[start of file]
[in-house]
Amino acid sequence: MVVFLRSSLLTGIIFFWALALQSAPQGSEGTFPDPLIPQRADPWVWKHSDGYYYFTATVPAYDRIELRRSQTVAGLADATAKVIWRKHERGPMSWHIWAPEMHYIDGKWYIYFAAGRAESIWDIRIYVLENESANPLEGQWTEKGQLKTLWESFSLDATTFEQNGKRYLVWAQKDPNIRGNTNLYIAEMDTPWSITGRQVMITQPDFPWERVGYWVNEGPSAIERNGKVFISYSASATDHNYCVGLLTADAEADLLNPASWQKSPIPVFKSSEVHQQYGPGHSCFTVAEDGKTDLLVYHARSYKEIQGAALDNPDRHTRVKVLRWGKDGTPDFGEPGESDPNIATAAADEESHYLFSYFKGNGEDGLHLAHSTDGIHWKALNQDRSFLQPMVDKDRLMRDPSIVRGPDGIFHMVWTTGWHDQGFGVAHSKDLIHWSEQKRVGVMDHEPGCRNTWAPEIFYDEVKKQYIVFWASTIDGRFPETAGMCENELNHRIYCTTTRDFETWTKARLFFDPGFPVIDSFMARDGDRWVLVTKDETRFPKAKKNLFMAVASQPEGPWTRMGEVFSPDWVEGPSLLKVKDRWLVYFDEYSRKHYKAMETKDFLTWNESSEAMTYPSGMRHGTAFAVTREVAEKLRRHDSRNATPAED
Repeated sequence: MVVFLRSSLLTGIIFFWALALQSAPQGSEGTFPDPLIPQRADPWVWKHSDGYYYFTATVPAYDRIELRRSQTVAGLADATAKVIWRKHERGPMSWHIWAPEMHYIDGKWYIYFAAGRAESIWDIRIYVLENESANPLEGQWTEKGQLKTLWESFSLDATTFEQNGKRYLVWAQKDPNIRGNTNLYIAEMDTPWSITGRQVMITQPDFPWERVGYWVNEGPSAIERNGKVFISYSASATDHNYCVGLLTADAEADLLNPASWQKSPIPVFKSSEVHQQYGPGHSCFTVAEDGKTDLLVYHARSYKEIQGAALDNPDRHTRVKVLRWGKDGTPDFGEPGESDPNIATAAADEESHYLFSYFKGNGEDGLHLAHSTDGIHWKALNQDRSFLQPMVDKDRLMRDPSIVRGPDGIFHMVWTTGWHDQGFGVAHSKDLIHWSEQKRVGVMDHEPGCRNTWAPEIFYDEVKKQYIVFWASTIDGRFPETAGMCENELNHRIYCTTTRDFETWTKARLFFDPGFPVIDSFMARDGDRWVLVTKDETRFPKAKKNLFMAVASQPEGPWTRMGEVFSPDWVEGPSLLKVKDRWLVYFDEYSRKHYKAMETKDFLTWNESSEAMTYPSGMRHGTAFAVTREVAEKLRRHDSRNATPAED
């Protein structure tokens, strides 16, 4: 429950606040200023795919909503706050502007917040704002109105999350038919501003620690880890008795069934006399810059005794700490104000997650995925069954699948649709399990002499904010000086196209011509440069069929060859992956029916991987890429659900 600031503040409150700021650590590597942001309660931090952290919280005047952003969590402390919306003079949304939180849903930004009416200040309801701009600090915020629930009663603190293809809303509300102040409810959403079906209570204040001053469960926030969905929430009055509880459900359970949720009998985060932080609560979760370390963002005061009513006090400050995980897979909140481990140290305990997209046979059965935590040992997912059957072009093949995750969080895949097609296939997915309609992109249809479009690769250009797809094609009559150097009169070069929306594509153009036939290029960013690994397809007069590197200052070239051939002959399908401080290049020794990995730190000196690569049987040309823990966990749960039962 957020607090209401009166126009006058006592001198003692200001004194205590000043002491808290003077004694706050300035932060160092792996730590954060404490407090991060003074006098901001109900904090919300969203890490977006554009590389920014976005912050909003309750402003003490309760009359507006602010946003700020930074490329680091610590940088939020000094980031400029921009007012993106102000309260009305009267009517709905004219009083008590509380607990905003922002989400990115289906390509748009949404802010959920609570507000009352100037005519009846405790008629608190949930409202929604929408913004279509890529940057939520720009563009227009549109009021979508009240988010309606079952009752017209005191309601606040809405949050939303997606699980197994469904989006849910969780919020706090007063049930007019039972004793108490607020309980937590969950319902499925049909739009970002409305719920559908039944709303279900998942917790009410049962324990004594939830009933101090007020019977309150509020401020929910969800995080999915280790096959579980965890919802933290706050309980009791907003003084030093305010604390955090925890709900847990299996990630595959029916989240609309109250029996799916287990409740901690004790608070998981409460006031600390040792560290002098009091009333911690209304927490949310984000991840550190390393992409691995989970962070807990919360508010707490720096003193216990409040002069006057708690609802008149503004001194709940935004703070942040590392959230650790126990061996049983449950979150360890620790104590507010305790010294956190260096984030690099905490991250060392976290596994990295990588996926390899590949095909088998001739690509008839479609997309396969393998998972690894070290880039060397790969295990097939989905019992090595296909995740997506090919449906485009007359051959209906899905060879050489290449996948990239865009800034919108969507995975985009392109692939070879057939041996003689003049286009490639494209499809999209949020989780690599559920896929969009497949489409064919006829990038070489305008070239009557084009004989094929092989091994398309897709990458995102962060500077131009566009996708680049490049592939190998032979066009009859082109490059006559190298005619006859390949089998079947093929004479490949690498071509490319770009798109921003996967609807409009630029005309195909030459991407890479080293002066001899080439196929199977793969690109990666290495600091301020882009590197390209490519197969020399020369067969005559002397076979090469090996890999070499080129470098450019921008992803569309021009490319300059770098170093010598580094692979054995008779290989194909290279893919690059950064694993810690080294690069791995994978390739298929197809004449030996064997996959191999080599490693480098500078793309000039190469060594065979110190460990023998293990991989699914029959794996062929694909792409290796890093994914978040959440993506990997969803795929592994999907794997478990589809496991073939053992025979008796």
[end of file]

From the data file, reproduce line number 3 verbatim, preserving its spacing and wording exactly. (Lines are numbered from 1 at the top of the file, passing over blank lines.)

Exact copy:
Repeated sequence: MVVFLRSSLLTGIIFFWALALQSAPQGSEGTFPDPLIPQRADPWVWKHSDGYYYFTATVPAYDRIELRRSQTVAGLADATAKVIWRKHERGPMSWHIWAPEMHYIDGKWYIYFAAGRAESIWDIRIYVLENESANPLEGQWTEKGQLKTLWESFSLDATTFEQNGKRYLVWAQKDPNIRGNTNLYIAEMDTPWSITGRQVMITQPDFPWERVGYWVNEGPSAIERNGKVFISYSASATDHNYCVGLLTADAEADLLNPASWQKSPIPVFKSSEVHQQYGPGHSCFTVAEDGKTDLLVYHARSYKEIQGAALDNPDRHTRVKVLRWGKDGTPDFGEPGESDPNIATAAADEESHYLFSYFKGNGEDGLHLAHSTDGIHWKALNQDRSFLQPMVDKDRLMRDPSIVRGPDGIFHMVWTTGWHDQGFGVAHSKDLIHWSEQKRVGVMDHEPGCRNTWAPEIFYDEVKKQYIVFWASTIDGRFPETAGMCENELNHRIYCTTTRDFETWTKARLFFDPGFPVIDSFMARDGDRWVLVTKDETRFPKAKKNLFMAVASQPEGPWTRMGEVFSPDWVEGPSLLKVKDRWLVYFDEYSRKHYKAMETKDFLTWNESSEAMTYPSGMRHGTAFAVTREVAEKLRRHDSRNATPAED